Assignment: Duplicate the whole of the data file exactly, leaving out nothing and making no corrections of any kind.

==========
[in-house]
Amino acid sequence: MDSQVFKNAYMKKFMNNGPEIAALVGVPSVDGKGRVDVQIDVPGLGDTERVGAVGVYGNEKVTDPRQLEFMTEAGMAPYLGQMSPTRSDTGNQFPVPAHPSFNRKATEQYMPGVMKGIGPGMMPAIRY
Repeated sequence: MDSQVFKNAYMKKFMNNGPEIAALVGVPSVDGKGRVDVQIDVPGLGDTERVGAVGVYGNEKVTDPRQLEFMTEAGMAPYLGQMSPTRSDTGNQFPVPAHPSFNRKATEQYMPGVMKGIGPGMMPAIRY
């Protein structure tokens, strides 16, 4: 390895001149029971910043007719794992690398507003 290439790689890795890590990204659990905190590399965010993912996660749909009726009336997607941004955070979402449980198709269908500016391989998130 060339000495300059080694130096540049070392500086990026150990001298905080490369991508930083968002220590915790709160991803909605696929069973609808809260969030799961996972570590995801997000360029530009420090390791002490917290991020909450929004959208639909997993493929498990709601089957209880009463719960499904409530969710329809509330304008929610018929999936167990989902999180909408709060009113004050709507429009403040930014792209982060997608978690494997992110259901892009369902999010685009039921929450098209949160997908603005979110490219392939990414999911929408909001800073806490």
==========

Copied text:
[in-house]
Amino acid sequence: MDSQVFKNAYMKKFMNNGPEIAALVGVPSVDGKGRVDVQIDVPGLGDTERVGAVGVYGNEKVTDPRQLEFMTEAGMAPYLGQMSPTRSDTGNQFPVPAHPSFNRKATEQYMPGVMKGIGPGMMPAIRY
Repeated sequence: MDSQVFKNAYMKKFMNNGPEIAALVGVPSVDGKGRVDVQIDVPGLGDTERVGAVGVYGNEKVTDPRQLEFMTEAGMAPYLGQMSPTRSDTGNQFPVPAHPSFNRKATEQYMPGVMKGIGPGMMPAIRY
């Protein structure tokens, strides 16, 4: 390895001149029971910043007719794992690398507003 290439790689890795890590990204659990905190590399965010993912996660749909009726009336997607941004955070979402449980198709269908500016391989998130 060339000495300059080694130096540049070392500086990026150990001298905080490369991508930083968002220590915790709160991803909605696929069973609808809260969030799961996972570590995801997000360029530009420090390791002490917290991020909450929004959208639909997993493929498990709601089957209880009463719960499904409530969710329809509330304008929610018929999936167990989902999180909408709060009113004050709507429009403040930014792209982060997608978690494997992110259901892009369902999010685009039921929450098209949160997908603005979110490219392939990414999911929408909001800073806490």